Monday, November 15, 2004
She's right. There's no reason at all, and when I'm walking with God I am living to the hilt. It may not look like it, but all of us have different things to do.
What I find discouraging is how easy it is to be knocked out of walking with God. I have problems with fear. I'm especially afraid of people: what they might say to me, possible criticism, unbelief (you can't be a Christian because you don't believe what I do) or they might just laugh at my small victories.
I know how to deal with this. I have a well-fitted shell, and I know how to use it. It's actually pretty simple. I walk into the church and just close down. It's automatic and reliable.
I went to Metro on Sunday with Debbie and Nate. We met, with hugs, out on the lawn and then walked in. I got there first and waited in the warm sunlight, reminding myself that this wasn't such a bad place, but as soon as we walked in the shell snapped into place so quickly I didn't even realize it.
Something about this place just scares me. Mosaic ran with less obvious emotion. Metro is a more demonstrative, more effusive outfit. To me, such relatively showy practices are hallmarks of lies. If something is real you don't need to talk it up. How much of what I see is genuine, and how much is just pumped-up like the foam on beer? It just gives me the heebie-jeebies.
What if it's real? We've all been given new lives by God. Free gift. Think about what you want out of life, get right to the hidden core that you never share with anyone else, and that's what God wants to give you outright. He does it, too. Celebration is a good response! Ecstatic praise is fully justified!
But, oh, no. Can't be that demonstrative. That wouldn't be cool, and it might upset someone else. "Brother, I think you need to calm down." Beware of anything that comes after being addressed as "Brother" or "Sister." Being demonstrative just seems to me like a way to call attention to myself.
Why not celebrate? I tend to be a quiet celebrator. Partly because I'm quiet by nature, partly because I don't trust celebrations of any kind. Right after the celebration comes the realization that it was mainly whistling past the cemetery. But how much does God have to give me before I believe that I can celebrate with some reality?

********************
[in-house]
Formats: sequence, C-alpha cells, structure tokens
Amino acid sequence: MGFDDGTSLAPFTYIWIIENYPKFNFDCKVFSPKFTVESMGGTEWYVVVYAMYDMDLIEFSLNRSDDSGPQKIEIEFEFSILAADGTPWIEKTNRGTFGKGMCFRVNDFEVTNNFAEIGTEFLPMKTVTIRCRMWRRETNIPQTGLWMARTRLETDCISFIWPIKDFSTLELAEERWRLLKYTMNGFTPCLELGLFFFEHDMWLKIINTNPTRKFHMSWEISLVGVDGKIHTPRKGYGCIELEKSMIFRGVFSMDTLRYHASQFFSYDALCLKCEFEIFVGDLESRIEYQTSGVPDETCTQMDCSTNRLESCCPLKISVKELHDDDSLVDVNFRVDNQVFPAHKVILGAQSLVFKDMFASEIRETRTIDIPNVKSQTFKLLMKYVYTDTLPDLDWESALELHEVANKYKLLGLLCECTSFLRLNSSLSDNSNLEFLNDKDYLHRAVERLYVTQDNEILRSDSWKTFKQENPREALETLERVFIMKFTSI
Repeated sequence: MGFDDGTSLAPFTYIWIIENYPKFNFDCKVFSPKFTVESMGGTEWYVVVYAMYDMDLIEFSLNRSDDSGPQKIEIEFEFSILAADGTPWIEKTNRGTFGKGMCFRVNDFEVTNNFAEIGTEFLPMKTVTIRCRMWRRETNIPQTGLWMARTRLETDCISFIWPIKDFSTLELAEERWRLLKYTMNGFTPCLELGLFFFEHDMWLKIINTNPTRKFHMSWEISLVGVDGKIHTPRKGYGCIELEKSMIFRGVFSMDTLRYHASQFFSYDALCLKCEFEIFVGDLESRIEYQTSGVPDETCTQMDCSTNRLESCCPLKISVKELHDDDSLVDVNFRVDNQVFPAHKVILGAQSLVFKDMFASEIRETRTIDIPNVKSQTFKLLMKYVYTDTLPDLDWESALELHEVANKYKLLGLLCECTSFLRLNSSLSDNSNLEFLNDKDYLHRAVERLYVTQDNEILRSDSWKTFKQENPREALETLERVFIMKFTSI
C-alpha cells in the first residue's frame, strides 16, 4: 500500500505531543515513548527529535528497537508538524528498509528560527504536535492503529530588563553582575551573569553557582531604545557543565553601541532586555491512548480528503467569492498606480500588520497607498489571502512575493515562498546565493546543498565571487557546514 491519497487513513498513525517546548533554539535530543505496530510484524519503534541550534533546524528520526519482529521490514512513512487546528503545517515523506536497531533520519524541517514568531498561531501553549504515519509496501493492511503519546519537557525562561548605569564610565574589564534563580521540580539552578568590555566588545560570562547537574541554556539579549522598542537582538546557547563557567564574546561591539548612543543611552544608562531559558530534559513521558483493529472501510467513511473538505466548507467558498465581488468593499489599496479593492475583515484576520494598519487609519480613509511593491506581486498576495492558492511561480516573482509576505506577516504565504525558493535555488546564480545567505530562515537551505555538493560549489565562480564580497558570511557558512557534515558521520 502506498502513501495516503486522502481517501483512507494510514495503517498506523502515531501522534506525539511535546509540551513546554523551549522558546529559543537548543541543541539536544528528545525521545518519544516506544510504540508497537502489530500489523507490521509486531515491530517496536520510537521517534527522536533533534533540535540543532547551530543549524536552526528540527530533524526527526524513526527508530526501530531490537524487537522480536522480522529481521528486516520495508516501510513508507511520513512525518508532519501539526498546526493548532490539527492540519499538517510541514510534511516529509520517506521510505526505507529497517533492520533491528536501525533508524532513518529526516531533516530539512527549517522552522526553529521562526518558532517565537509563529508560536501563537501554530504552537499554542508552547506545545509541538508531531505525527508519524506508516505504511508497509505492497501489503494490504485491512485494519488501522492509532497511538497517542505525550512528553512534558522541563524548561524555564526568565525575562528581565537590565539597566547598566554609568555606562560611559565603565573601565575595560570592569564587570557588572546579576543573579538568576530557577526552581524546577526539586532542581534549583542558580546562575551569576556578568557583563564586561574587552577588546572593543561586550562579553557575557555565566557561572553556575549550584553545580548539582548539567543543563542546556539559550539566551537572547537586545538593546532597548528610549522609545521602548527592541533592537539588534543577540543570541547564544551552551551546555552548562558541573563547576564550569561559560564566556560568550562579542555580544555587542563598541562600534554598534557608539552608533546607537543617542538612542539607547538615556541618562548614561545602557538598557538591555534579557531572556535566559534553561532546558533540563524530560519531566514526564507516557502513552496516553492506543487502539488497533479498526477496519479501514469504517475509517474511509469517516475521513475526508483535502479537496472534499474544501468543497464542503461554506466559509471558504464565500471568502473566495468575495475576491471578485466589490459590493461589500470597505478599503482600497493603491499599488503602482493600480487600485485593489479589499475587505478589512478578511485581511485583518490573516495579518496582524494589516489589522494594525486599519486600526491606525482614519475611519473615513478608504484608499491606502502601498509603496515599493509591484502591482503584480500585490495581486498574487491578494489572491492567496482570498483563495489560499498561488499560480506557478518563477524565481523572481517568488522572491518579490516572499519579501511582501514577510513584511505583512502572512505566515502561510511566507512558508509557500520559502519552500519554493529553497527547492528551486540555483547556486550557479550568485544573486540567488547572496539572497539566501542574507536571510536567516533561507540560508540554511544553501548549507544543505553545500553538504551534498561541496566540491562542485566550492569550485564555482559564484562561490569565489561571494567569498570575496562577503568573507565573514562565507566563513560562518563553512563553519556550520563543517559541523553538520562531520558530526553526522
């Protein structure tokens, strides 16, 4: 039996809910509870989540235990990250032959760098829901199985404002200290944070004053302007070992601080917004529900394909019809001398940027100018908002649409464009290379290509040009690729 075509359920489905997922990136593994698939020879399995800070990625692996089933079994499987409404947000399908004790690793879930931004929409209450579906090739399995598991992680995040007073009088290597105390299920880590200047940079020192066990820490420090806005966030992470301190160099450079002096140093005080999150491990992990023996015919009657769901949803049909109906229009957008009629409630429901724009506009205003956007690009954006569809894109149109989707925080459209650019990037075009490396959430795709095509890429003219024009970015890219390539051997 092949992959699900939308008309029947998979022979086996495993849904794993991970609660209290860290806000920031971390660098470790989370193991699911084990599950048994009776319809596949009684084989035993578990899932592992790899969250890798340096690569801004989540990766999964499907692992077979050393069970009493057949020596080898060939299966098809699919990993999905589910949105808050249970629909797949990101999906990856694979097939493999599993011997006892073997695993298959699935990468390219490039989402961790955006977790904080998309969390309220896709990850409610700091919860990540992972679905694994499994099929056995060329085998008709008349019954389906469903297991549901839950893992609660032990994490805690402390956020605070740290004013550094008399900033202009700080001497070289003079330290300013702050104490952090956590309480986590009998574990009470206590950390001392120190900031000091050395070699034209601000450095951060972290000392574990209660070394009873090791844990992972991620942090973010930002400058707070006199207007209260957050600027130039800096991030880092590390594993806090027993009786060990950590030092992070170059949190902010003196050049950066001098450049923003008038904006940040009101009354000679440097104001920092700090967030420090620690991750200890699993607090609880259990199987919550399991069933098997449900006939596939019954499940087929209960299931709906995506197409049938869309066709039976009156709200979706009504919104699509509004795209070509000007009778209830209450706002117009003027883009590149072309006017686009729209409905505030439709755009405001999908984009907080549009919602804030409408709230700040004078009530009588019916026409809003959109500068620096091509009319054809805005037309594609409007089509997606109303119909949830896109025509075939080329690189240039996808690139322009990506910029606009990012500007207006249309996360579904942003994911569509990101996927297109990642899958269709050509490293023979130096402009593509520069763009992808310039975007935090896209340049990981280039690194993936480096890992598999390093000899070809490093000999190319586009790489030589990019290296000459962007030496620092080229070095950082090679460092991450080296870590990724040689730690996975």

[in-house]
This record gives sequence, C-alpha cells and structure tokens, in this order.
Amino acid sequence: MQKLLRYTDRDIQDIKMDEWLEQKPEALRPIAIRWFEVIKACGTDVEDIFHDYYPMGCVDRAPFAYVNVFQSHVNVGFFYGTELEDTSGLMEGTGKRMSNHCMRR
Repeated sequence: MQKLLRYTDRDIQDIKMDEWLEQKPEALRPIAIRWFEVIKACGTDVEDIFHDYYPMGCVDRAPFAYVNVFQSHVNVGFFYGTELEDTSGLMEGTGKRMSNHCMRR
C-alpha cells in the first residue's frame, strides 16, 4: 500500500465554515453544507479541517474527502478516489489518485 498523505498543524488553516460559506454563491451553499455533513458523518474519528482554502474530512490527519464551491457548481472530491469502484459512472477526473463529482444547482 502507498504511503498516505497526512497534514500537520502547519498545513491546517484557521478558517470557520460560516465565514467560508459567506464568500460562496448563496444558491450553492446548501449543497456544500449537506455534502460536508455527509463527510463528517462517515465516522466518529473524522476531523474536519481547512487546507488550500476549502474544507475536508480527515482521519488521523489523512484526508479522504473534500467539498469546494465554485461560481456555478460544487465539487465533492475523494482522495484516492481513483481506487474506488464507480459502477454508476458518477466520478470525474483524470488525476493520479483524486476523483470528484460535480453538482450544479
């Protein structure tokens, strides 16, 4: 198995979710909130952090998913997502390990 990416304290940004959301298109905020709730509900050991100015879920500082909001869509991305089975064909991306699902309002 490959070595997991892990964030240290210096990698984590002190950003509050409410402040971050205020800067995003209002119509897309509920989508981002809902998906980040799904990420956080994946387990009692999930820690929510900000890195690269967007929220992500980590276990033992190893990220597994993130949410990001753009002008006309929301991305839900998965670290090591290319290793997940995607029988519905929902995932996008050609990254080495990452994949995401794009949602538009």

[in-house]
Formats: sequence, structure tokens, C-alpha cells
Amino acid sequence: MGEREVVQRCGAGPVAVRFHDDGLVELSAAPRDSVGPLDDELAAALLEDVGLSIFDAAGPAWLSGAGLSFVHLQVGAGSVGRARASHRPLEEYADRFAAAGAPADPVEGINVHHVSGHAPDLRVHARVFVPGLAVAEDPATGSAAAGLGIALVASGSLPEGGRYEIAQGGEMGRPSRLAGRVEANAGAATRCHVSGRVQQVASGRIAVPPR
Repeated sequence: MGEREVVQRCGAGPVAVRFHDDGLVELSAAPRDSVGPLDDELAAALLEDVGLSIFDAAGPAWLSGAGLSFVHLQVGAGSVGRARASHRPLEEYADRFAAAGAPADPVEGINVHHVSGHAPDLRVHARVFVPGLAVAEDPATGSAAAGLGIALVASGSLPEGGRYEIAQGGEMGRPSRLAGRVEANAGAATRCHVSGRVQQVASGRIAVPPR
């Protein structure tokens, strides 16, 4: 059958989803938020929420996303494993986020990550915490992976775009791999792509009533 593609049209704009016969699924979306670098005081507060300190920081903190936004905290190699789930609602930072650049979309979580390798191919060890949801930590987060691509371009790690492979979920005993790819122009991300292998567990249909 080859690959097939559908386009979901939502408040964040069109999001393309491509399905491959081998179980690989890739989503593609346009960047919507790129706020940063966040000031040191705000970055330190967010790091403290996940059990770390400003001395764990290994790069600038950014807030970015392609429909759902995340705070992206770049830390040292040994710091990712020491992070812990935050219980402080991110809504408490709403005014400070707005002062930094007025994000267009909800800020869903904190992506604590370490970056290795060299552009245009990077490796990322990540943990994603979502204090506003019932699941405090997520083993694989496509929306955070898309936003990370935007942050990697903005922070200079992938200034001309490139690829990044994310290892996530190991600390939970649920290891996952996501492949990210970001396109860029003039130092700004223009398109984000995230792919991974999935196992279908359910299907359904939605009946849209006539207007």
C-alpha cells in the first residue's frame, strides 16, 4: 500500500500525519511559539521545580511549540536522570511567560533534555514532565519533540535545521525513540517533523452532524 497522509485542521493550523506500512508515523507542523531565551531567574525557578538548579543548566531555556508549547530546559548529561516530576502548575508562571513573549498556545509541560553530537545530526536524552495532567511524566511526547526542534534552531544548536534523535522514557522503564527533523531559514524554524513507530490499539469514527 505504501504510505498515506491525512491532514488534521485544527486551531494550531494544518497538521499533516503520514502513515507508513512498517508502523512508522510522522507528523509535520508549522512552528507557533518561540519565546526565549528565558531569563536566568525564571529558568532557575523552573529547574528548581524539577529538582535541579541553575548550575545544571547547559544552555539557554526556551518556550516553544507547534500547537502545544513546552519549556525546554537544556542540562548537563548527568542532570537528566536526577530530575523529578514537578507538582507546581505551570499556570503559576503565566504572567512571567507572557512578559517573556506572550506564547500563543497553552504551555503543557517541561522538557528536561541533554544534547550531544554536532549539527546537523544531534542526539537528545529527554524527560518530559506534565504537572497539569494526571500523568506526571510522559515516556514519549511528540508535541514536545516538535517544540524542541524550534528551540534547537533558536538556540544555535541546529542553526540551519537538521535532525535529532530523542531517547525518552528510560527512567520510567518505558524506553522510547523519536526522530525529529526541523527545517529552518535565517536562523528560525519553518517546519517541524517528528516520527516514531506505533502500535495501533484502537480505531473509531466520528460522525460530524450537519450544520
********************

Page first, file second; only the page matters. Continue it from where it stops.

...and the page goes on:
It's probably habit by now, more than anything else. I don't see myself as a demonstrative celebrator, so I'm not one. What if I would like to kick up my heels sometime?
So there I am all wrapped up with what really is a tempest in a teacup. All I really have to do is keep following Jesus. If celebration starts to effuse from my life, if I become effervescent, then you'll know it's a miracle. I'm certainly not going to produce it myself; there are too many controls in the way for that to happen.
Pastor Steve's message was taken from Psalms 22 and 23. He started by reading 23: "The Lord is my shepherd..." and then contrasted that with David's despairing voice in 22. "We all want the shepherd part, right?" he said. "But we get the other, too. How much do you trust God? Can you go on trusting Him when He seems to be anywhere but where you are?"
Can I trust God to guide me in this difficult issue? Can I trust Him to show me the truth? No one at Metro is demanding that I join in with the hand-raising and such. My desire to do so probably comes as much from wanting to have protective coloration as from any desire to praise God: When in Rome, shoot Roman candles because you'll be too visible if you don't.
How can I honestly demonstrate that kind of devotion when, if I were truly devoted, I would be doing His commandments? Do you see all the traps here? Anyone who believes that we are not in spiritual warfare needs to wake up and smell the corruption. I run myself around in circles trying to find something that I think is truth.
The real truth is that only God can untangle this kind of thing. My task remains as it has: keep following Jesus. His yoke is easy and His burden is light, and He leads into life even when it doesn't look like the life I want. I'll be OK as long as He continues to remind me of that. Thank you, Lord Jesus, for what you've done already.